I have been quite privileged in that the Australian Naval History Society’s Naval Historical Review has agreed to publish a series of two articles on the Battle of Cape Spade, 19 July 1940.
This article is the first of a series of two that aim to provide a new perspective on the Battle of Cape Spada on Crete’s northern coast on 19 July 1940. Cape Spada was one of the first major naval engagements of the Royal Australian Navy in the Mediterranean in the Second World War, when the light cruiser HMAS Sydney (II), leading a force including five Royal Navy destroyers, engaged the two light cruisers of the Regia Marina’s 2nd Cruiser Division (IIa Divisione), RN Bartolomeo Colleoni and Giovanni delle Bande Nere, sinking the former.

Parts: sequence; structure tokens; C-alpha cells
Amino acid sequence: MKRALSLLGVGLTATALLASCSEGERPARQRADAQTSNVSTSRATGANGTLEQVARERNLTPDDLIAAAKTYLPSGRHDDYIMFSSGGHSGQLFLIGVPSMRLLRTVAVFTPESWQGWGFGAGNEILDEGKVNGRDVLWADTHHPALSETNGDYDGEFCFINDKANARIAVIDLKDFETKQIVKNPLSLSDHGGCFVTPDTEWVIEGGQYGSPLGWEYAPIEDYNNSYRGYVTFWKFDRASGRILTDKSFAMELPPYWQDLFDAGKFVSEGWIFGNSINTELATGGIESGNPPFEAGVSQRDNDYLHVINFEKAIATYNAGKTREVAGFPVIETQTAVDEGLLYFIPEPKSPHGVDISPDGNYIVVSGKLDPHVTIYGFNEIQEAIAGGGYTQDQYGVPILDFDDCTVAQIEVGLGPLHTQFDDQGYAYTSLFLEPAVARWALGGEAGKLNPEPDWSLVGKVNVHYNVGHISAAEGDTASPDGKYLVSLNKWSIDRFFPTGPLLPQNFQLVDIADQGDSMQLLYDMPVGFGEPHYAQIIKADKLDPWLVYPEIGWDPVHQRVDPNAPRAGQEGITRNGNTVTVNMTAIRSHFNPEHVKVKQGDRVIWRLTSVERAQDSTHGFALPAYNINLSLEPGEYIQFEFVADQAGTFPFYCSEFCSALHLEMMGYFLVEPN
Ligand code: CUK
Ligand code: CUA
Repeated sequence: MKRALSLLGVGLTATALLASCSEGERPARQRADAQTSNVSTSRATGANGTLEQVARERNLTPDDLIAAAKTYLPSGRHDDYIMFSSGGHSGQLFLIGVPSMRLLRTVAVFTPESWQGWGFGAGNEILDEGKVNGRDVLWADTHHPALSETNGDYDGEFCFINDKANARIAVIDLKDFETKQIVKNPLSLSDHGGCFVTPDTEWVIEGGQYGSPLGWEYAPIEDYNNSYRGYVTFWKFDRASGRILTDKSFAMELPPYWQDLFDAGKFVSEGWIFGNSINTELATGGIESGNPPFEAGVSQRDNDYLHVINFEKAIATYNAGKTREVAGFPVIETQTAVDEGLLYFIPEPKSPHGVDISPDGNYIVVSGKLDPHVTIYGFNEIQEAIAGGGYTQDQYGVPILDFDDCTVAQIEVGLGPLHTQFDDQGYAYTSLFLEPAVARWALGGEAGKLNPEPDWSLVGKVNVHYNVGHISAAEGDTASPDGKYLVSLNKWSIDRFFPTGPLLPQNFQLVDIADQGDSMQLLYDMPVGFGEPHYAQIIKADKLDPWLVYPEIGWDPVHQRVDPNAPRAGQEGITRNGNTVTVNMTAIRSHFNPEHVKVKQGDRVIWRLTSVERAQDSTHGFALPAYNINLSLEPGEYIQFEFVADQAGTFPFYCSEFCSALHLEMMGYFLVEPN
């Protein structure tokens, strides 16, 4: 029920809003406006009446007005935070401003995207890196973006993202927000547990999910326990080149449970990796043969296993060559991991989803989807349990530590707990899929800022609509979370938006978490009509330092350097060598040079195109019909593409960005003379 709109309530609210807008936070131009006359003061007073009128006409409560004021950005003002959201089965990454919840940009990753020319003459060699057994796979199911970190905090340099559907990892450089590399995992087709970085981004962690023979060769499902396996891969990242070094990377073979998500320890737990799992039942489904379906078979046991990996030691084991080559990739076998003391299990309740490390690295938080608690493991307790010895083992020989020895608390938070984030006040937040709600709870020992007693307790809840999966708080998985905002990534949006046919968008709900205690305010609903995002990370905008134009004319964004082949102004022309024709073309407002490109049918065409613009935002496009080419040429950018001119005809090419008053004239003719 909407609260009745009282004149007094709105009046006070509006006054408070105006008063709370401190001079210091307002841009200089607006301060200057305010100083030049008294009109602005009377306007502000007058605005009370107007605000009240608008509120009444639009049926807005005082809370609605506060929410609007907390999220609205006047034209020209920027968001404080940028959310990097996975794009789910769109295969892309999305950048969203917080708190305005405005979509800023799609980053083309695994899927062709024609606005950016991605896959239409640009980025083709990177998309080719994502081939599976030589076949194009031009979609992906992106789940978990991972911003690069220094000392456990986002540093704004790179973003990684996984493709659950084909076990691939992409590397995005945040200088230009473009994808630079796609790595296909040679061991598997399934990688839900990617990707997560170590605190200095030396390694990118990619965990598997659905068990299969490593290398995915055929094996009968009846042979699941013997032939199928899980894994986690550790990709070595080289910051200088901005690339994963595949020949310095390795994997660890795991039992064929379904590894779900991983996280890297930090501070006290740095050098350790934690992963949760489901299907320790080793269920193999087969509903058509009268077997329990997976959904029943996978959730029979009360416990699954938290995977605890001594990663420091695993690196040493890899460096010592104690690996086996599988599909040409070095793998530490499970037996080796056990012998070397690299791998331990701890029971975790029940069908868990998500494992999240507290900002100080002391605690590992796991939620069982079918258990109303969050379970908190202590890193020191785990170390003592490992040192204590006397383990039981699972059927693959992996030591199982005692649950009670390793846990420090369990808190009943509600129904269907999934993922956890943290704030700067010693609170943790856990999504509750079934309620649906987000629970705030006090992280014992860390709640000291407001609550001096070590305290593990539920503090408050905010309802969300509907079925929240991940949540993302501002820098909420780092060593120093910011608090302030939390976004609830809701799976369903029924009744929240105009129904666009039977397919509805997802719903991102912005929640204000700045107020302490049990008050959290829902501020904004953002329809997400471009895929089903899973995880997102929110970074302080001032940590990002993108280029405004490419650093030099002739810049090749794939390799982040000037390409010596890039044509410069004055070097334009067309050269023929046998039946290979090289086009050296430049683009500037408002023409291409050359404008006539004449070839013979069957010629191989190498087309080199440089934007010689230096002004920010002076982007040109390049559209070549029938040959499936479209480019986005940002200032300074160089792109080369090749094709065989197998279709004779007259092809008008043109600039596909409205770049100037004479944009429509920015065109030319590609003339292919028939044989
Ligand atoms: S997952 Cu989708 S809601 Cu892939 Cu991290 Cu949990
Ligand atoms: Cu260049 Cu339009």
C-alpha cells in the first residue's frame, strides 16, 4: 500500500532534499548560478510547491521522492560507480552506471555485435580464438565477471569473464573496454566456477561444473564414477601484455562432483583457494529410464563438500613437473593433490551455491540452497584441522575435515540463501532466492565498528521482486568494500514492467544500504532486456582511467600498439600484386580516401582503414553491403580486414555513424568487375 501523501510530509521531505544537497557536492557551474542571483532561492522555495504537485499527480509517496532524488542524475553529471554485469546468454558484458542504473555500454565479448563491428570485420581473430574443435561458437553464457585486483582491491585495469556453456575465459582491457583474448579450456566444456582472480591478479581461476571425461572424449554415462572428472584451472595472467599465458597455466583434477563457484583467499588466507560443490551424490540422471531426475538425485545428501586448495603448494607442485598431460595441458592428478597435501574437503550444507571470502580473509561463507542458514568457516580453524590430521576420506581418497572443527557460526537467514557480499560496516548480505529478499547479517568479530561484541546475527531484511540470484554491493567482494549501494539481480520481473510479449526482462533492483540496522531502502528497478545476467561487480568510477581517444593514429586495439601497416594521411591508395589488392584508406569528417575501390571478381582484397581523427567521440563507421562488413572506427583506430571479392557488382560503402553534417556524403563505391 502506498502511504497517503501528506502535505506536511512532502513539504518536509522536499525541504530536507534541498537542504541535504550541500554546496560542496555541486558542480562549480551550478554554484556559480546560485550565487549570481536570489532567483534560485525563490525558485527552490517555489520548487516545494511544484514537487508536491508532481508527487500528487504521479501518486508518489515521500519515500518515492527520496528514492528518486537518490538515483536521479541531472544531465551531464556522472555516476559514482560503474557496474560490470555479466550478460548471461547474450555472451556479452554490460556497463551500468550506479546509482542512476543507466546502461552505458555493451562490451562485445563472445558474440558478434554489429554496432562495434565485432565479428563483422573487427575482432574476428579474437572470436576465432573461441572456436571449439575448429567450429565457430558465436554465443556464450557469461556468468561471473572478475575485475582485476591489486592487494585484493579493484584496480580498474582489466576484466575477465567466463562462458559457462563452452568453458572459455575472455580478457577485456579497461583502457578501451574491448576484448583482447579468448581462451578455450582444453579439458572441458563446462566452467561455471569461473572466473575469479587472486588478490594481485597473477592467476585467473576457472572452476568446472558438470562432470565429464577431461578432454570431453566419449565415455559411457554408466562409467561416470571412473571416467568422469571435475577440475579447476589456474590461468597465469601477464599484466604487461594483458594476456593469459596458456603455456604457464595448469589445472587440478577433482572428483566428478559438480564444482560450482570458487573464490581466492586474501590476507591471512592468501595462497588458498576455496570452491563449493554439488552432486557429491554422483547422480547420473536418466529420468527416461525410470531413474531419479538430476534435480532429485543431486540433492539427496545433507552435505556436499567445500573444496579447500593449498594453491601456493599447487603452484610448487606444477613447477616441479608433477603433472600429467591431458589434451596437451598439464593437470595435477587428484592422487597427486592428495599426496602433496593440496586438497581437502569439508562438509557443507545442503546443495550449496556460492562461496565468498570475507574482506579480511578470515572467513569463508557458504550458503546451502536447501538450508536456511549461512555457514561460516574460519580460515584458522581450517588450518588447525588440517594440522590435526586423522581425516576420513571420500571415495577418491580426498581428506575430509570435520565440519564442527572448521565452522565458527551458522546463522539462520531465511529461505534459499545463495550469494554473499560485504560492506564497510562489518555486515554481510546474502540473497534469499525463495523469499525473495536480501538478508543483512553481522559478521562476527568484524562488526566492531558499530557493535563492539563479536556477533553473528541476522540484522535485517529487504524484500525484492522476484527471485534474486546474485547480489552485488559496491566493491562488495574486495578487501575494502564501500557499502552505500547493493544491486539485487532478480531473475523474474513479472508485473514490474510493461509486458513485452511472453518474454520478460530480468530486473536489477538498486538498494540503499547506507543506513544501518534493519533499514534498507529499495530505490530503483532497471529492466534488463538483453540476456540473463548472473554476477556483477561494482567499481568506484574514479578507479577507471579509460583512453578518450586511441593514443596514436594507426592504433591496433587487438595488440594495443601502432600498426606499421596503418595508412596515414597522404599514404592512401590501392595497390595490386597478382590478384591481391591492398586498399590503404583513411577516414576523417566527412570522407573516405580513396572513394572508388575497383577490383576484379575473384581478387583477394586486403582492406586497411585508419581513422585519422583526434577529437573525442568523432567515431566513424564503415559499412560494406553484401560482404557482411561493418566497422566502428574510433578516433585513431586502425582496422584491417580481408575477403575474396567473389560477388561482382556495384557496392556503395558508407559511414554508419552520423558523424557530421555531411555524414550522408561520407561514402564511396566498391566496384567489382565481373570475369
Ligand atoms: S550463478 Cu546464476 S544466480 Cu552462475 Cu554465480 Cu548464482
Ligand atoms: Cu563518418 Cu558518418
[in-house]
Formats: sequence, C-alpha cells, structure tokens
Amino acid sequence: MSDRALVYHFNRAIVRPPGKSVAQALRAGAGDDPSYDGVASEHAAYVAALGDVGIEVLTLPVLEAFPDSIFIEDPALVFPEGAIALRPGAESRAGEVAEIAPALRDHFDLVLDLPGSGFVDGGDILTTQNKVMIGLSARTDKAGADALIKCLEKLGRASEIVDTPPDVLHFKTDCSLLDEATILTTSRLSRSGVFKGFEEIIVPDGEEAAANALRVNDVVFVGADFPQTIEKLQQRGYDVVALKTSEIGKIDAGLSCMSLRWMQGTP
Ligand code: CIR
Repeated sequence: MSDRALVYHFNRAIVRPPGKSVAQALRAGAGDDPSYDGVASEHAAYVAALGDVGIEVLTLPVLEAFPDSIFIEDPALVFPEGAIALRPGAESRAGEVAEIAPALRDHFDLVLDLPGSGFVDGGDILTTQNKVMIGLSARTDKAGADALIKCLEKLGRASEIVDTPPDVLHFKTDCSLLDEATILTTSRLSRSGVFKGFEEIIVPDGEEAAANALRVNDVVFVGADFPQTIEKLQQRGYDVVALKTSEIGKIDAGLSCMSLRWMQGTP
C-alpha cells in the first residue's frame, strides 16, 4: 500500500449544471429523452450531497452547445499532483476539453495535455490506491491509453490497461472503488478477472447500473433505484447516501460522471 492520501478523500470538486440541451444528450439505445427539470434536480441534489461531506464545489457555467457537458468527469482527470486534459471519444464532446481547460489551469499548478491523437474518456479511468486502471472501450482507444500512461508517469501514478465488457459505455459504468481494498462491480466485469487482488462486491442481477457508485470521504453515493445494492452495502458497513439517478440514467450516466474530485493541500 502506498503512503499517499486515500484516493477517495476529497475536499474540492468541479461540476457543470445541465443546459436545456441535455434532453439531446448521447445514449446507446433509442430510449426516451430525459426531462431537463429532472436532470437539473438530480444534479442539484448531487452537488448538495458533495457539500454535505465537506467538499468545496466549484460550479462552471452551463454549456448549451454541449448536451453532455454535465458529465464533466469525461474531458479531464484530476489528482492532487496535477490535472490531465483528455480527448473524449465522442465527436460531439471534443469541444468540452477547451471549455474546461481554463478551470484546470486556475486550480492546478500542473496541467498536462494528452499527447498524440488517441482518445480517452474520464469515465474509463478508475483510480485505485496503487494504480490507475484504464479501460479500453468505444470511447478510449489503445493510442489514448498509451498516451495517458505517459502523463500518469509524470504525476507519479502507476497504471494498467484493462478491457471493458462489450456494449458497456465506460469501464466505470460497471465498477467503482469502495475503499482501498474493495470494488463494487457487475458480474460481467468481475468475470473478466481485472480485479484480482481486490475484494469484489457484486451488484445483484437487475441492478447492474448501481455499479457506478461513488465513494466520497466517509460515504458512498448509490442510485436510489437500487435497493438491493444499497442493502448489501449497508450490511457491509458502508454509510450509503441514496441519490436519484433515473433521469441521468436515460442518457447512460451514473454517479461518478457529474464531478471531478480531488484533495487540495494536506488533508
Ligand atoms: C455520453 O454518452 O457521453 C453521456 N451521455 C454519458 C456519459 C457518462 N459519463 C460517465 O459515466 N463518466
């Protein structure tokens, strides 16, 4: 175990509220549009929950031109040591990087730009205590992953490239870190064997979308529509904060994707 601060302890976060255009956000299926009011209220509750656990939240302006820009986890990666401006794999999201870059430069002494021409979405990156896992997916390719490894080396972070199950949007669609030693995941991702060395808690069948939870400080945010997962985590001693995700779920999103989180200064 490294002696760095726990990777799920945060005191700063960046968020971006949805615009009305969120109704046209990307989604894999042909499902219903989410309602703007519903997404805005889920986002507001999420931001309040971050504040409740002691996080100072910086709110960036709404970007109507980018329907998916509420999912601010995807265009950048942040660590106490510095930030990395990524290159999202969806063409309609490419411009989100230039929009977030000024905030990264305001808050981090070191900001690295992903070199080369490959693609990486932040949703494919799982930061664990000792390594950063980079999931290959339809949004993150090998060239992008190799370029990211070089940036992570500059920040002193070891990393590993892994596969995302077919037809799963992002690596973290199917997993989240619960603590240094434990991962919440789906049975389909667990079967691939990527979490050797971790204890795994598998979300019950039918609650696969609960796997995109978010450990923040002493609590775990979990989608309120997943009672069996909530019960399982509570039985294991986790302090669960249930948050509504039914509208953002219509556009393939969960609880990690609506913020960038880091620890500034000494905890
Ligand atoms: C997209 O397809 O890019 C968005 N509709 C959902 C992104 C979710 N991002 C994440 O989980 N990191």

The articles will provide the Italian perspective on this battle. This article will provide background on the genesis, characteristics and employment of the first post-First World War Italian light cruiser force, the 1920s di Giussano -class cruisers, in the run-up to the Second world war in the Mediterranean. The design considerations and weaknesses of the di Giussanos are critical to understand the decision-making of the Italian commander and the outcome of the battle. The second article will describe the battle in detail.
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